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Old 10-21-2018, 01:49 PM
 
Location: Somewhere flat in Mississippi
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Are there any Massachusetts towns that have fallen behind over the years?
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Old 10-21-2018, 02:45 PM
 
Location: stuck in the woods with bears and moose
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Well, just about any former mill town. I wouldn't even know where to begin, maybe with Ware. Neighboring Palmer is not as bad, but still mostly a ghost town. Palmer will be getting a water park so finally, FINALLY, they have some hope for jobs and some sort of activity besides a few run down bars.

Both of these towns were adversely affected by the construction of the Quabbin Reservoir, Ware especially. It was cut off from its own county seat of Northampton by the gigantic reservoir that was previously just a river. At least it still had factories, but then those died off. The location is isolated. Too far west of Worcester, too far from anything. But if Palmer makes a comeback, next door neighbor Ware could ride in on its coat tails.

The running joke, "Where's Ware?" may no longer apply if it gets back on the map. But as it now stands, it's the number one drug hellhole in the state, median house or condo value is $171,766 and median gross rent is only $761.

http://www.city-data.com/city/Ware-Massachusetts.html
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Old 10-21-2018, 02:54 PM
 
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Holyoke, North Adams, Athol also come to mind.
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Old 10-21-2018, 05:53 PM
 
Location: Southern VT
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A TON of them. Fall River, New Bedford, Brockton, Lawrence, athol, winchendon, Gardner, orange, greenfield, Holyoke, Springfield, adams, north Adams, Pittsfield, Ware, Taunton, wareham, southbridge, Webster, Fitchburg. I could go on and on. Generally the old mill towns and mid sized cities.
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Old 10-21-2018, 06:13 PM
 
Location: Somewhere flat in Mississippi
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How about Worcester?
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Old 10-21-2018, 07:12 PM
 
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Find I-495 on a map. Anything south or west of it, chances are it has economically lagged. There are exceptions, but in a general sense...


There are many forgotten towns like Ware and Winchendon that have far more in common with Anytown Appalachia than the ritzy suburbs near Boston (and many people in the latter have zero care or knowledge of the prior's existence). And they are just maybe 60 miles away!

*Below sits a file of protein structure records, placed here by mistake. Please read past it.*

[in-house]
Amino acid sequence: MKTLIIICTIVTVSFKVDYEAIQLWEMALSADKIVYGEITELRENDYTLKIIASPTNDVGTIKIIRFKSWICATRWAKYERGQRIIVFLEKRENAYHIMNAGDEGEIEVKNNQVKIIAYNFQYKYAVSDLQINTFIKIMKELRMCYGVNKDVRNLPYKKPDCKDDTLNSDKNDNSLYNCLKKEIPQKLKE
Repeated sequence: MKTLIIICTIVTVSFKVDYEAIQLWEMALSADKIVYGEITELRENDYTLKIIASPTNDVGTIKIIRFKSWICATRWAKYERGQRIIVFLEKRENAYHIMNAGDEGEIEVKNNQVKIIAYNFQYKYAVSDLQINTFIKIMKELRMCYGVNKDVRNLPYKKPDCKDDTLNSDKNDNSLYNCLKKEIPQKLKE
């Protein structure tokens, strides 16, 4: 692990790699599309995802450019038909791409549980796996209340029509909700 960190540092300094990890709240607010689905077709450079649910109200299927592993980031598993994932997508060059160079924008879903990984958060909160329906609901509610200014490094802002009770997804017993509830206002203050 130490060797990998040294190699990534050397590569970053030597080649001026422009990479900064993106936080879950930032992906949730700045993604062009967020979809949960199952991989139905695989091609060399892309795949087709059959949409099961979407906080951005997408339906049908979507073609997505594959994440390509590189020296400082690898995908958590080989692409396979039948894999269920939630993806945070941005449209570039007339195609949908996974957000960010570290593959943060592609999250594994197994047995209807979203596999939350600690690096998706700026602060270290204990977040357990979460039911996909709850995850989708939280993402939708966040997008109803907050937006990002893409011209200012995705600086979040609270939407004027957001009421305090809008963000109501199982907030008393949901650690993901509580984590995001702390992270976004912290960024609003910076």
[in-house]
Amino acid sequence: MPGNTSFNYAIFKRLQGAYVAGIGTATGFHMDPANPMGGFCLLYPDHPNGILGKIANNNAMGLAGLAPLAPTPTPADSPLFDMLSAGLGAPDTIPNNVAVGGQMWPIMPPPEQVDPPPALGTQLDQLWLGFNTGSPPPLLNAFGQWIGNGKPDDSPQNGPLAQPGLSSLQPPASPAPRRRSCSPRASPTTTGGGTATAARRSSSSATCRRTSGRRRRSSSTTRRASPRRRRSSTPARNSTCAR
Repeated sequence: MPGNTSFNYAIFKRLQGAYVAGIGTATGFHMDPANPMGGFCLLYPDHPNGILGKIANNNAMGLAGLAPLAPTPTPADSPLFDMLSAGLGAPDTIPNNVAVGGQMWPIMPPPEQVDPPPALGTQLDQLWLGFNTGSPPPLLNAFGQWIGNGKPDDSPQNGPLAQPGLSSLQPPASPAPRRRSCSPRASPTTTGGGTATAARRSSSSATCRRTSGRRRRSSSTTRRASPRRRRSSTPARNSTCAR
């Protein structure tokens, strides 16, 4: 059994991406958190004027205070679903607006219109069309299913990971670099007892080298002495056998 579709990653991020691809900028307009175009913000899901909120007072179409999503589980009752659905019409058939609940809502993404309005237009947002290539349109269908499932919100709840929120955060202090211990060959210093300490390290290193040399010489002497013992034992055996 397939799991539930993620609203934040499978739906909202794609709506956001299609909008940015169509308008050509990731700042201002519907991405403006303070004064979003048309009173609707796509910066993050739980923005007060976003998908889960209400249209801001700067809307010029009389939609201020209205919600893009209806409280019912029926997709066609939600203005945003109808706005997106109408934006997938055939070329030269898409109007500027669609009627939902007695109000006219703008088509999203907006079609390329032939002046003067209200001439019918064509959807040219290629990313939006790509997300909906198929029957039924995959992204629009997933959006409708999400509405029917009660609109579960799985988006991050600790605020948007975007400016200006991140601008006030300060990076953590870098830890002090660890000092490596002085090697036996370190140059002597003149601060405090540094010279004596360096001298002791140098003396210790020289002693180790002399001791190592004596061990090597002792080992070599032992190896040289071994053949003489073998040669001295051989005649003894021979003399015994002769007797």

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Old 10-21-2018, 07:14 PM
 
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Quote:
Originally Posted by Mouldy Old Schmo View Post
How about Worcester?

It's a mixed bag. Still a shell of what it once was, but these days it's up and coming and looking brighter than most cities in Mass. not named Boston.
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Old 10-21-2018, 07:40 PM
 
Location: stuck in the woods with bears and moose
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Quote:
Originally Posted by Mouldy Old Schmo View Post
How about Worcester?
The OP was asking about towns though. I did mention Palmer (along with Ware) in my post but when I checked later, I found that Palmer is actually a city. It has three sections or villages--two of them are on my gag list and I didn't even know they were part of Palmer.

It's odd and sad how so many towns in central, WMass, and the Berkshires resemble Appalachia so much more than they resemble anything around Boston. These were once thriving towns but are now mostly forgotten and, in their hopelessness, the inhabitants have turned to drugs and other crimes.
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Old 10-22-2018, 04:39 AM
 
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Generally, if it’s not a tourist area, anywhere not commutable to the Boston job market isn’t doing well. In the region commutable to Boston, the old mill cities with the lousy school systems aren’t doing well and the suburbs are booming. There are some exceptions. The western Mass college towns are doing fine. A few of the Springfield suburbs are doing OK.
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Old 10-22-2018, 08:18 AM
 
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Quote:
Originally Posted by Mouldy Old Schmo View Post
How about Worcester?
Maybe if comparing early 19th century Worcester to now, but the city is leaps and bounds more vibrant than it was in the '90's-00's. Outside of the Boston/Camridge/Someville juggernaut, it seems to be the MA city with the most momentum thanks to it's critical mass of higher ed and healthcare, as well as healthy private and public investment.

I wouldn't be surprised if Worcester supersedes Providence as the second-tier darling in greater Boston over the next decade+. I love Providence, but the city's fiscal/credit standing is dismal and much of it's 'renaissance' came via public investment, where as Worcester has maintained a better mix of public and private investment. Additionally, Worcester is not dogged by an under performing job market.
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